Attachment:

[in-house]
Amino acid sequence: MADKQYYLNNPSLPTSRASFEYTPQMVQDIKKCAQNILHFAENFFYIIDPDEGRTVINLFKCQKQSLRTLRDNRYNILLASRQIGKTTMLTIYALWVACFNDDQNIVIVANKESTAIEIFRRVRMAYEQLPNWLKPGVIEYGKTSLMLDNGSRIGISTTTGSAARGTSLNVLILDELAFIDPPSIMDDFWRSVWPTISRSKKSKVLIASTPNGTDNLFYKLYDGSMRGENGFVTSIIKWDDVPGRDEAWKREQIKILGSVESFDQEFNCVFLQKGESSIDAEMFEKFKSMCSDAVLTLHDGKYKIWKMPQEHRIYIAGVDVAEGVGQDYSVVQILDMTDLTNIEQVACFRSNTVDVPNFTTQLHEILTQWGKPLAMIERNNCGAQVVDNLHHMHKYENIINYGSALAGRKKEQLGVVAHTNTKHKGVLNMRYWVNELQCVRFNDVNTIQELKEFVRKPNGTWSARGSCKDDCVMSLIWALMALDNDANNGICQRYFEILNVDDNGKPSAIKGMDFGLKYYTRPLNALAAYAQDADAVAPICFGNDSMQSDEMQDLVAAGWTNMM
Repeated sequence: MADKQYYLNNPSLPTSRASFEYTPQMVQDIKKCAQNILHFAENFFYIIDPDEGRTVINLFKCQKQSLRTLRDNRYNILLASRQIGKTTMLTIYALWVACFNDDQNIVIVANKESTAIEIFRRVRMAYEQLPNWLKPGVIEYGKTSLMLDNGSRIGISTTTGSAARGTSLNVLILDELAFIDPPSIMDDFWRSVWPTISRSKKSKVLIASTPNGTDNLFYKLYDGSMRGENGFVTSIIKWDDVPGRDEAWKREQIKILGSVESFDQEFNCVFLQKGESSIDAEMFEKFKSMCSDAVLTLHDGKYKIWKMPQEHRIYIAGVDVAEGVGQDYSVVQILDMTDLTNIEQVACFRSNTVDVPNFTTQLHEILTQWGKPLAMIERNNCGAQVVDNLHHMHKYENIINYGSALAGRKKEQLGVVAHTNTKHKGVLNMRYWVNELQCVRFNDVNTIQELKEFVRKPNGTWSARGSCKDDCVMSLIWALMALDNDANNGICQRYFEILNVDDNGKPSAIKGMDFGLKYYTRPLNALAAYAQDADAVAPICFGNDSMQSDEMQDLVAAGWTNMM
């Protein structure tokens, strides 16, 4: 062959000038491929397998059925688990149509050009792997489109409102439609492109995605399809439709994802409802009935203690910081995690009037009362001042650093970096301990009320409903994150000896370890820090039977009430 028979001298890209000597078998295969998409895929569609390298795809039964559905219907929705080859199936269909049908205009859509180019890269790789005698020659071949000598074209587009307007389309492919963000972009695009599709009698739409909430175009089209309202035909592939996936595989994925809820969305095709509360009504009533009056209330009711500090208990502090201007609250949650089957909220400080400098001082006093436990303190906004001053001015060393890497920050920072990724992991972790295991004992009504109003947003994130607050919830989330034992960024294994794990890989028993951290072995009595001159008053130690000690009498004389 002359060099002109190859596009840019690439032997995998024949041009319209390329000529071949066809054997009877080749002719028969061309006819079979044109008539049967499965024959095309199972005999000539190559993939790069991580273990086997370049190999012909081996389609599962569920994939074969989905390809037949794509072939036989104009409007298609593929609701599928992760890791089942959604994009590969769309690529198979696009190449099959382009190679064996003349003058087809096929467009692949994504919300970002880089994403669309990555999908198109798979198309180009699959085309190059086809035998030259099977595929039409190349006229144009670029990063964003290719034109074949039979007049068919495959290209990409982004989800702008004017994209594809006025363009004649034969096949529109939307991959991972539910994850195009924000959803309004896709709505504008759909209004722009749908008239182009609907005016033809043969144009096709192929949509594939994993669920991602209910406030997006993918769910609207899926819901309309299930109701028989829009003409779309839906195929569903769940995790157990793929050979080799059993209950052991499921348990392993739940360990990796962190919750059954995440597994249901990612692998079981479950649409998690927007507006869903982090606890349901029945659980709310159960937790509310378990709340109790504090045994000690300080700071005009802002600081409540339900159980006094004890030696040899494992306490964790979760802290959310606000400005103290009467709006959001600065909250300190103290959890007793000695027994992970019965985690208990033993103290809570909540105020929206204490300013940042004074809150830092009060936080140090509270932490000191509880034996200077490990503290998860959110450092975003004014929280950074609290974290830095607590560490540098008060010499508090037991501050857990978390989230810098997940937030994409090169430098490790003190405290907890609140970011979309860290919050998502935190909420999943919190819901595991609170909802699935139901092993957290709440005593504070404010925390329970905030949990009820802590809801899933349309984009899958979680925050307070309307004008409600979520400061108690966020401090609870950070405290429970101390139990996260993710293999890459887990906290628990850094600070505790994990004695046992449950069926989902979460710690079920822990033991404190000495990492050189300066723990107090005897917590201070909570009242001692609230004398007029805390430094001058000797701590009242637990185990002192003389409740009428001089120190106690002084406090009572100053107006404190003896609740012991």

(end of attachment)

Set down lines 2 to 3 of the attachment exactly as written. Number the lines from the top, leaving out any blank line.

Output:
Amino acid sequence: MADKQYYLNNPSLPTSRASFEYTPQMVQDIKKCAQNILHFAENFFYIIDPDEGRTVINLFKCQKQSLRTLRDNRYNILLASRQIGKTTMLTIYALWVACFNDDQNIVIVANKESTAIEIFRRVRMAYEQLPNWLKPGVIEYGKTSLMLDNGSRIGISTTTGSAARGTSLNVLILDELAFIDPPSIMDDFWRSVWPTISRSKKSKVLIASTPNGTDNLFYKLYDGSMRGENGFVTSIIKWDDVPGRDEAWKREQIKILGSVESFDQEFNCVFLQKGESSIDAEMFEKFKSMCSDAVLTLHDGKYKIWKMPQEHRIYIAGVDVAEGVGQDYSVVQILDMTDLTNIEQVACFRSNTVDVPNFTTQLHEILTQWGKPLAMIERNNCGAQVVDNLHHMHKYENIINYGSALAGRKKEQLGVVAHTNTKHKGVLNMRYWVNELQCVRFNDVNTIQELKEFVRKPNGTWSARGSCKDDCVMSLIWALMALDNDANNGICQRYFEILNVDDNGKPSAIKGMDFGLKYYTRPLNALAAYAQDADAVAPICFGNDSMQSDEMQDLVAAGWTNMM
Repeated sequence: MADKQYYLNNPSLPTSRASFEYTPQMVQDIKKCAQNILHFAENFFYIIDPDEGRTVINLFKCQKQSLRTLRDNRYNILLASRQIGKTTMLTIYALWVACFNDDQNIVIVANKESTAIEIFRRVRMAYEQLPNWLKPGVIEYGKTSLMLDNGSRIGISTTTGSAARGTSLNVLILDELAFIDPPSIMDDFWRSVWPTISRSKKSKVLIASTPNGTDNLFYKLYDGSMRGENGFVTSIIKWDDVPGRDEAWKREQIKILGSVESFDQEFNCVFLQKGESSIDAEMFEKFKSMCSDAVLTLHDGKYKIWKMPQEHRIYIAGVDVAEGVGQDYSVVQILDMTDLTNIEQVACFRSNTVDVPNFTTQLHEILTQWGKPLAMIERNNCGAQVVDNLHHMHKYENIINYGSALAGRKKEQLGVVAHTNTKHKGVLNMRYWVNELQCVRFNDVNTIQELKEFVRKPNGTWSARGSCKDDCVMSLIWALMALDNDANNGICQRYFEILNVDDNGKPSAIKGMDFGLKYYTRPLNALAAYAQDADAVAPICFGNDSMQSDEMQDLVAAGWTNMM